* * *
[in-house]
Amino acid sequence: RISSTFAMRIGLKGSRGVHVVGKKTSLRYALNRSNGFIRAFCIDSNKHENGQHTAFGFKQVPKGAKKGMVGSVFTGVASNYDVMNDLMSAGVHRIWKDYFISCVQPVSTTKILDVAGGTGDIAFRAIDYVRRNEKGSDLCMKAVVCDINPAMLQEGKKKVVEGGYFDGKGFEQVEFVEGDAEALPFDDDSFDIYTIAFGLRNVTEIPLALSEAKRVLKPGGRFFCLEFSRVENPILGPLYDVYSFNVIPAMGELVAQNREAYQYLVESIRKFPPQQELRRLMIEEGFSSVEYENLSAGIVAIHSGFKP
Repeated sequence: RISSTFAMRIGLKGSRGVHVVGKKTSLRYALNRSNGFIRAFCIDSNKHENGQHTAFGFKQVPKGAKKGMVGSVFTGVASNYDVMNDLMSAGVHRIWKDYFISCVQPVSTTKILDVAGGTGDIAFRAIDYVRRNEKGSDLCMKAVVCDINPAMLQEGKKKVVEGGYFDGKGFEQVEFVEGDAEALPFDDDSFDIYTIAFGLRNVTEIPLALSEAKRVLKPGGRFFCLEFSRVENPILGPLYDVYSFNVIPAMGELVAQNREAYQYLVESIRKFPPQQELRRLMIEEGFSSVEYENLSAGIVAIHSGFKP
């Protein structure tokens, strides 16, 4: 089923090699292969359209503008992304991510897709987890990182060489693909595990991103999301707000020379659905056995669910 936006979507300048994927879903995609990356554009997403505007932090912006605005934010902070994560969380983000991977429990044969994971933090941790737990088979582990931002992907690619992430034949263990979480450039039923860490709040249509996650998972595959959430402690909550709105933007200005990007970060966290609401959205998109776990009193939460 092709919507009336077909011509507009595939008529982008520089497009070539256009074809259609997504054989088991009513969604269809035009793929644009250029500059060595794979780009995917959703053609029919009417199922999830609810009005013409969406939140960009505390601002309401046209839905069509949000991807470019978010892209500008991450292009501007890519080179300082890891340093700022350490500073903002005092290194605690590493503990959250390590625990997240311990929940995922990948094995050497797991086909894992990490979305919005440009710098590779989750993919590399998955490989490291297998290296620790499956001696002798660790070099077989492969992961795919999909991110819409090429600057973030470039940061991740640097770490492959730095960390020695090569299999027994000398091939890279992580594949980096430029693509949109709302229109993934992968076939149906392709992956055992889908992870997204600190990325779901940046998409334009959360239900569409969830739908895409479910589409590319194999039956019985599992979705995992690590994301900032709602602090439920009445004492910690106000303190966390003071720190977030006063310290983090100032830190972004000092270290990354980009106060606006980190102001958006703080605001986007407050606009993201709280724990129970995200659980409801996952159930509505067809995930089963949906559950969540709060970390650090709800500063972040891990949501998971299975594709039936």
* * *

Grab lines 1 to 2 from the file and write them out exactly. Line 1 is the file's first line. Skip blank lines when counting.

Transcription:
[in-house]
Amino acid sequence: RISSTFAMRIGLKGSRGVHVVGKKTSLRYALNRSNGFIRAFCIDSNKHENGQHTAFGFKQVPKGAKKGMVGSVFTGVASNYDVMNDLMSAGVHRIWKDYFISCVQPVSTTKILDVAGGTGDIAFRAIDYVRRNEKGSDLCMKAVVCDINPAMLQEGKKKVVEGGYFDGKGFEQVEFVEGDAEALPFDDDSFDIYTIAFGLRNVTEIPLALSEAKRVLKPGGRFFCLEFSRVENPILGPLYDVYSFNVIPAMGELVAQNREAYQYLVESIRKFPPQQELRRLMIEEGFSSVEYENLSAGIVAIHSGFKP